A big part of student life at Plattsburgh State revolves around student-run clubs and associations that represent the diversity on campus.
Last week, African Unity hosted its third annual banquet, Ubunye, in the Angell College Center Ballroom. The following day, Night of Nations, a collaboration of different cultural associations, was held in the Glitz Auditorium in Hawkins Hall.
The doors to the ACC Ballroom opened at 6:30 p.m. Friday, granting all students, faculty and community members entry to the event. All dressed elaborately in outfits representing their culture. The event started almost an hour later, emceed by spring 2018 PSUC graduate and fashion designer Osayame Uzamere dressed in one of his own designs.
President of African Unity and PSUC senior Victoria Adebisi Adebanjo said: “This year was different from previous years because we had three other SUNY schools in attendance. So there was definitely more pressure to put on a good show.”
The event consisted of performances by African Unity dance teams and a special appearance by guest performer Montunrayo Charles, ‘Ayojoy”, who was accompanied by her twin brothers Isaac and Isaiah the “Christ Twinz.”
The routines performed by the African Unity dancers, choreographed by African Unity’s choreographer and PSUC student Cybil Quarcoo, were practiced regularly throughout the semester.
“The people who attended the show were able to learn about African culture in a fun but really educational way,” Adebanjo said.
‘Ubunye’ was split into four acts, informing audience about the kingdoms of Africa which included Kush and Great Zimbabwe.
Being Zimbabwean, any word of the motherland sparks my interest and the African Unity were able to represent the culture of Great Zimbabwe very accurately, showing the megalithic structures in all their glory.
The cultural awareness that is given by an event like the ‘Ubunye’ banquet is invaluable; yet, at the event, the majority of people in attendance already came from a cultural background. Many countries were represented,including Nigeria, Ghana and South Africa by PSUC professor Portia Turco, as well as several Caribbean countries.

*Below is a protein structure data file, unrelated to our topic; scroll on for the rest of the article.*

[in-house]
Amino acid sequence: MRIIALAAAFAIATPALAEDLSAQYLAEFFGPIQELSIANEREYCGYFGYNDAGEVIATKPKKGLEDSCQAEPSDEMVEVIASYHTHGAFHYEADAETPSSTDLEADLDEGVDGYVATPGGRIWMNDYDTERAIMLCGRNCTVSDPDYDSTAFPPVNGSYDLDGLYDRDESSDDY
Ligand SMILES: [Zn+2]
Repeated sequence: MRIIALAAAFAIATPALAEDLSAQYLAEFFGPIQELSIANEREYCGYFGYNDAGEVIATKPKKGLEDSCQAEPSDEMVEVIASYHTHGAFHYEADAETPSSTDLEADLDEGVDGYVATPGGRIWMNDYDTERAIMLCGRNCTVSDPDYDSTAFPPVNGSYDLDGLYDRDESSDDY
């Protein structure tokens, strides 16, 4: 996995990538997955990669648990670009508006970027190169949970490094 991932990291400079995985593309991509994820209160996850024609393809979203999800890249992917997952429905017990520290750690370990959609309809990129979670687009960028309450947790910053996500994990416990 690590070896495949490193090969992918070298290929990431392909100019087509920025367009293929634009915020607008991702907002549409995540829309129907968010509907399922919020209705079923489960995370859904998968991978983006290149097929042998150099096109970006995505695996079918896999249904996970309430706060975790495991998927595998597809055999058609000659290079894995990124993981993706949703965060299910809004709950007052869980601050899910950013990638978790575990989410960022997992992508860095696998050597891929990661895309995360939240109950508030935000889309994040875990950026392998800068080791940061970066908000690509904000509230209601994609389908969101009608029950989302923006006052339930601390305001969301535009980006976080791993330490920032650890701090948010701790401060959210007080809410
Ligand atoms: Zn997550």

Seeing the presence of so many culture so far from their home warmed my heart, everybody in the crowd with their own part to play, whether it be screaming prompted by the emcee or impromptu dance routine at the behest of the very same emcee, the culture in the room screamed “involvement”!
‘Night of Nations’ began at 7 p.m. in Hawkins and the lineup of performers included the Japanese Cultural Association at Plattsburgh, the Indian Cultural Association and the Chinese Association.
PSUC senior and Marketing Coordinator for Night of Nations Smit Punjara commented on how much hard work and planning was put into the event to make it as seamless and smooth as possible for the audience.
“It was a great event and the hard work all paid off in the end,” Punjara said.
Intense rehearsals for the show started 3 weeks ago; however, preparation for the show began long before. The event’s faculty advisor, Amelia Lushia, put together a leadership team in February of this year which then began to plan for this year’s Night of Nations in March.
The hard work of PSUC students with the goal of sharing of themselves with their community brings us an event almost every week.
Adebanjo and Punjara both gave their encouragement to any and all students to begin taking advantage of the opportunity to enjoy other cultures through SA events.
In 2018 where the world has become a global village in which the distance between Plattsburgh and Tokyo is one Facetime call on your iPhone, it is wasteful to not experience other cultures.
I think that Plattsburgh goes beyond themselves to make opportunity for domestic students and international students to exchange ideas and experiences.
A trip to another country is as easy as attending any cultures student association to see what you’ve been missing out on.